Over the last two years, ten schools nationally have partnered with the program and demonstrated dramatic results. Last school year, aggregate data for three New Orleans Recovery School District high schools that partnered with Diplomas Now, compared to the same time period in 2008 found the following:

– the number of students on track for attendance increased 11 percent
– violent incidents decreased 46 percentage points
– students passing at least four courses increased 45 percentage points

New Orleans, Chicago, Los Angeles and San Antonio, all had similar results with each school experiencing a reduction in off track absences, negative or violent behavior and failing grades.

The program received funding from a $30 million grant awarded through The U.S. Department of Education’s Investing in Innovation Fund (i3). Out of more than 1,700 applicants, the program was given one of the i3’s highest ranking.

Each partner lends specific expertise to the initiative.

City Year will provide a team of 10 corps members in each school offering year-long, in-class tutoring, mentoring and after-school programming. Communities and Schools connects students and families to critical community resources, and brings a full time social worker into the school to provide counseling for students who have conflicts at home or health/social issues. John Hopkins Talent Development specializes in organizational and curricular reforms and professional development to improve instruction and provide academic coaching for teachers.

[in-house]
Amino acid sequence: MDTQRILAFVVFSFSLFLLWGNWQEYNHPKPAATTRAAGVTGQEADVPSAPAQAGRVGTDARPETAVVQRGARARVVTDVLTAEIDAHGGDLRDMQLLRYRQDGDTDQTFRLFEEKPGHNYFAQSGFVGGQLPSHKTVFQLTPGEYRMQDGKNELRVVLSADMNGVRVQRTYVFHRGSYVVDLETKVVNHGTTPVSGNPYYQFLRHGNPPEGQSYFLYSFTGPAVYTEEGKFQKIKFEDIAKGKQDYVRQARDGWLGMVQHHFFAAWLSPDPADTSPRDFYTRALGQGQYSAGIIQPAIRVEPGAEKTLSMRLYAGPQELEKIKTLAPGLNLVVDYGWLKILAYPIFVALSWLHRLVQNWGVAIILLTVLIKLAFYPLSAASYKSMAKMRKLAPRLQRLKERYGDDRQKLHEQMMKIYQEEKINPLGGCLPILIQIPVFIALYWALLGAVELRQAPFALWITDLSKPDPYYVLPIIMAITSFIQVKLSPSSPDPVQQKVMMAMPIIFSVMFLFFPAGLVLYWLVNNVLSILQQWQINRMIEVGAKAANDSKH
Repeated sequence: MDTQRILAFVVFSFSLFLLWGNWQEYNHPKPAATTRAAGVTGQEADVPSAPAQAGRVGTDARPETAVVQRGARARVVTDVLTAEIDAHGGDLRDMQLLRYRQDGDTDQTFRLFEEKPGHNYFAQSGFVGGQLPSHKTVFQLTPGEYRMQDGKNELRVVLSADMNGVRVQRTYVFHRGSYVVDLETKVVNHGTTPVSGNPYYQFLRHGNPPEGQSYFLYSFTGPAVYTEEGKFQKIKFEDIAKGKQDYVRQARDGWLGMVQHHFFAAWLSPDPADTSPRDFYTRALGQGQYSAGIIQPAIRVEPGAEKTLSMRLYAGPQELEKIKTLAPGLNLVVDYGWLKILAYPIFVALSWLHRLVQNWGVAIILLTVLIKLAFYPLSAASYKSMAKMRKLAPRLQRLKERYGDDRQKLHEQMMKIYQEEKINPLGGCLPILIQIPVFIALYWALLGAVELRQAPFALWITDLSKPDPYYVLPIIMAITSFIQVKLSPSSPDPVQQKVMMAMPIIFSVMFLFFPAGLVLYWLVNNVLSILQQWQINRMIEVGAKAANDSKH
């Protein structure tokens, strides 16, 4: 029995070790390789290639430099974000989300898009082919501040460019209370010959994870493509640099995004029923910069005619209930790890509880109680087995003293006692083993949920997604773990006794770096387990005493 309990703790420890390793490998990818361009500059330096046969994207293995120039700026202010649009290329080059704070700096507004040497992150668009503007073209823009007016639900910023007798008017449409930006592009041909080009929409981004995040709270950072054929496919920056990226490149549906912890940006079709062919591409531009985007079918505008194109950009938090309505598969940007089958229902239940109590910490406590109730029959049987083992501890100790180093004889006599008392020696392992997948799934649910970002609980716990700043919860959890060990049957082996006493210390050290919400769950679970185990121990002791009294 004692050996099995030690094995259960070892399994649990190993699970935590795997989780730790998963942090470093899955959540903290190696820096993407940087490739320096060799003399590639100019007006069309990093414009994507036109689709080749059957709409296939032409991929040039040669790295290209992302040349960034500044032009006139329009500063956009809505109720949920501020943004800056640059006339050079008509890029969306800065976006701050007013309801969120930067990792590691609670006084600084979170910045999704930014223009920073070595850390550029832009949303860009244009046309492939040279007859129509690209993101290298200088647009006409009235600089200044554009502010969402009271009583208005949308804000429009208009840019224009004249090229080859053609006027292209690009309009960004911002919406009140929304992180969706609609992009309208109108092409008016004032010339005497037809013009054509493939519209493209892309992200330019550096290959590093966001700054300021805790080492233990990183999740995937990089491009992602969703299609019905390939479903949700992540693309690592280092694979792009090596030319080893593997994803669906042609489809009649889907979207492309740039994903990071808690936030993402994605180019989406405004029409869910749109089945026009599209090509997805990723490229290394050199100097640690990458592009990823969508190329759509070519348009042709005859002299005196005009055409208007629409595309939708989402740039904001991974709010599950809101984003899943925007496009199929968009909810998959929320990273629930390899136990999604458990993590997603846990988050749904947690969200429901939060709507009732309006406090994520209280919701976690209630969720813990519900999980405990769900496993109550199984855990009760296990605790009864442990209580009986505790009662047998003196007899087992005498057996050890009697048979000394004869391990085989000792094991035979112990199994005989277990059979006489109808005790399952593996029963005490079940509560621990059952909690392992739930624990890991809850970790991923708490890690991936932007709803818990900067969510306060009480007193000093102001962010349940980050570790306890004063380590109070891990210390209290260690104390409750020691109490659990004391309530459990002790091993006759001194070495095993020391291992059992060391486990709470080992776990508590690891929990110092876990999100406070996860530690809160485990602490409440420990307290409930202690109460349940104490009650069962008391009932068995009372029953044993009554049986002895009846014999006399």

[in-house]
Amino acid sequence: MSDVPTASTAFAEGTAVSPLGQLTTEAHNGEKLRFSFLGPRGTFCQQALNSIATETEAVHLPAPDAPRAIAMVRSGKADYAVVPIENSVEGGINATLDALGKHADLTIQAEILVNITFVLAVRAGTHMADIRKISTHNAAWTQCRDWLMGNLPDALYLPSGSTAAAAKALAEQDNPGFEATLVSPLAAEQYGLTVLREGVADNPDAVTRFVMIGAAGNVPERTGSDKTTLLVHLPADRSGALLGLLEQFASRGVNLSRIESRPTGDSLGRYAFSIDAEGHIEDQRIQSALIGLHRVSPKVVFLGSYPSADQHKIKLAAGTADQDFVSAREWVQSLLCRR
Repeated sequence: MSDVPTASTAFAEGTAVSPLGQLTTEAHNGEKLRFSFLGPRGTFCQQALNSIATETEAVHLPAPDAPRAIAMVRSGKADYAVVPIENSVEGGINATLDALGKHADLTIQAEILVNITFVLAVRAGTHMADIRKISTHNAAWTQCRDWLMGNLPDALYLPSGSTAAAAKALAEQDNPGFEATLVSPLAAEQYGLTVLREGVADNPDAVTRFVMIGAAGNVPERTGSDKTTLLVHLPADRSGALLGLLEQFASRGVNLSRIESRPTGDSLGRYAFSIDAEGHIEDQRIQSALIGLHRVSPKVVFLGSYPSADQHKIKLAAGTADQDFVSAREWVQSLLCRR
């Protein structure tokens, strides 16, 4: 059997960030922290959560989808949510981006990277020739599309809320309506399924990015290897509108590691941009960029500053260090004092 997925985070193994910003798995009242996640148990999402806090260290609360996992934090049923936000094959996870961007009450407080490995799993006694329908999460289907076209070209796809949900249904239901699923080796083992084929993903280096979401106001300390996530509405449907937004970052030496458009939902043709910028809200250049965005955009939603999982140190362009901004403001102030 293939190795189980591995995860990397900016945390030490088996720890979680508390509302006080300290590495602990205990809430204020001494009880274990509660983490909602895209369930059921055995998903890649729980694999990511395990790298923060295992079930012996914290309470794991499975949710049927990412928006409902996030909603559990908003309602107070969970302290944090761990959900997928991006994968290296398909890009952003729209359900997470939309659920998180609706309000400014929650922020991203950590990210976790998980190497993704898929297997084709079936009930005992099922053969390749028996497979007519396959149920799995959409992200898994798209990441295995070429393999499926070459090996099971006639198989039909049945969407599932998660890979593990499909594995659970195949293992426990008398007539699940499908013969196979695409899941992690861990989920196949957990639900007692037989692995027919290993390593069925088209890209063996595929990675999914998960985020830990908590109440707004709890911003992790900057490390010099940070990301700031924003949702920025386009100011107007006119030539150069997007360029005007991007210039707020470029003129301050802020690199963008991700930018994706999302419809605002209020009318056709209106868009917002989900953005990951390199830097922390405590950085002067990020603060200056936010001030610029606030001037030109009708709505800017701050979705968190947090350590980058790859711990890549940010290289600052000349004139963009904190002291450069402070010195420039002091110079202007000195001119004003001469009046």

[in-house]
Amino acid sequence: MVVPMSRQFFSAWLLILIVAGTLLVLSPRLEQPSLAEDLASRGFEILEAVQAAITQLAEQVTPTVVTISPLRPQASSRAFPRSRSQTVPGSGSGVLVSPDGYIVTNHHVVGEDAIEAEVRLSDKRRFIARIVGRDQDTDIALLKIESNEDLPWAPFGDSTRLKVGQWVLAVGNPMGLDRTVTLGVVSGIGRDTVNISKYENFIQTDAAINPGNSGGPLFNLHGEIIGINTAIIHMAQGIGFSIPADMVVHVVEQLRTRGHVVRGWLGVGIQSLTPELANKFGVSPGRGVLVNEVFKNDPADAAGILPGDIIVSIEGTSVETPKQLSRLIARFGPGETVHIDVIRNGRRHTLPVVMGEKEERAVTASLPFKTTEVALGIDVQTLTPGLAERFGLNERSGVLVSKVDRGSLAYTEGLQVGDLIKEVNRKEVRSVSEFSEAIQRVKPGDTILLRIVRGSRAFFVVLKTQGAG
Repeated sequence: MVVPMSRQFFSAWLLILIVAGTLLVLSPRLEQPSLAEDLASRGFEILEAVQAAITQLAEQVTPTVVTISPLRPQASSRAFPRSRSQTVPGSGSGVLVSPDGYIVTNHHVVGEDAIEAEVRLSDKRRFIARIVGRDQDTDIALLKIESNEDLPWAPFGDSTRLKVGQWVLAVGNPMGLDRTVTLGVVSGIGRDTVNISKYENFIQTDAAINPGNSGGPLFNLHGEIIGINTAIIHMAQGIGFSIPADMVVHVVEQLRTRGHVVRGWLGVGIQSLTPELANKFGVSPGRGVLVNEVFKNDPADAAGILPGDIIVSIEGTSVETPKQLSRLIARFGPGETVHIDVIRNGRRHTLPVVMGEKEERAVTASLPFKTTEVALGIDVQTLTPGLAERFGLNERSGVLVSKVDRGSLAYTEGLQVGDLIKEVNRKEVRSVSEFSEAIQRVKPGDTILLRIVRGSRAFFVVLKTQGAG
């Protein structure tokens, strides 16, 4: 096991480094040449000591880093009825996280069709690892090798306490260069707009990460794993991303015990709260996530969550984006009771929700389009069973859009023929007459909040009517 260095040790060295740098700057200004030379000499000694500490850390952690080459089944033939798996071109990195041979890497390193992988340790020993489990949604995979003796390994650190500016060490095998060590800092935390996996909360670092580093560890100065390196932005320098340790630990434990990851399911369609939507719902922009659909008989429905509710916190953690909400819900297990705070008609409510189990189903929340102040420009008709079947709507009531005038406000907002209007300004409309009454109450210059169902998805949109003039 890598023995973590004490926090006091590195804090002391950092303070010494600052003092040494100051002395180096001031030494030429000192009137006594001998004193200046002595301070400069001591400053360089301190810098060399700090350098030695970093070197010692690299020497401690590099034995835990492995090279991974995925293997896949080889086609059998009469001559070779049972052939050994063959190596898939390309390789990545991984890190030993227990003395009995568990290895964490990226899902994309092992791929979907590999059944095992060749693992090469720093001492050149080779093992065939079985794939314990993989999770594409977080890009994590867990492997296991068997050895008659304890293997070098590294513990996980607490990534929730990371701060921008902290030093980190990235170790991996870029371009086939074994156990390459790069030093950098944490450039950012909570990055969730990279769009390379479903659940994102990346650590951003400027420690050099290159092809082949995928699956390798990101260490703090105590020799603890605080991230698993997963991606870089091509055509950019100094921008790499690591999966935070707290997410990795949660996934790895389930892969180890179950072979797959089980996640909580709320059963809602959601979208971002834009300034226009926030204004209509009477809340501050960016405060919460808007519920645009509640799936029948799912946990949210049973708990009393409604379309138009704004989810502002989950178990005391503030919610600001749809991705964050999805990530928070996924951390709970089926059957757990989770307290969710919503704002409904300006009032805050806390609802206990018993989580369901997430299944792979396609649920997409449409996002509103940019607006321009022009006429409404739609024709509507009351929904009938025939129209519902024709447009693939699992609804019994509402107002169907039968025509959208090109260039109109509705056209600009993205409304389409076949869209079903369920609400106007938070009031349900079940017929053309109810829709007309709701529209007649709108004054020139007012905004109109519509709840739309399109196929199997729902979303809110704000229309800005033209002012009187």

City Year corps members receive a full month of training prior to the start of school to sharpen their literacy and math tutoring skills and behavior coaching. Senior corps members/team leaders also attend an eight day intensive training in Boston. City Year, which unites young people of all backgrounds for a year of full-time service, giving them the skills and opportunities to change the world, also provides after-school programs four days per week at each school and leads community service projects for the entire school, regardless of grades. The academic tutoring occurs in the sixth grade of a middle school or the ninth grade of a high school. City Year’s “near-peer” young adult corps members serve as role models and mentors, as well as academic tutors, supplementing the work of the teachers and working closely with classroom teachers and their data sets to identify the children most in need of intervention. They also help to change the culture of the school by greeting students in the morning and creating a positive, enthusiastic presence in the school.

Communities in Schools provides a full-time social worker/coordinator in the school to bring extra needed services into the school, such as additional after-school programs, building a playground, getting more computers donated and providing counseling for students in serious need of mental health counseling or intervention at home.

Johns Hopkins/Talent Development provides the academic leadership of Diplomas Now, working with the principal to look at scheduling options identified in national research-based best practices and providing academic coaching for the teachers with the latest best practices.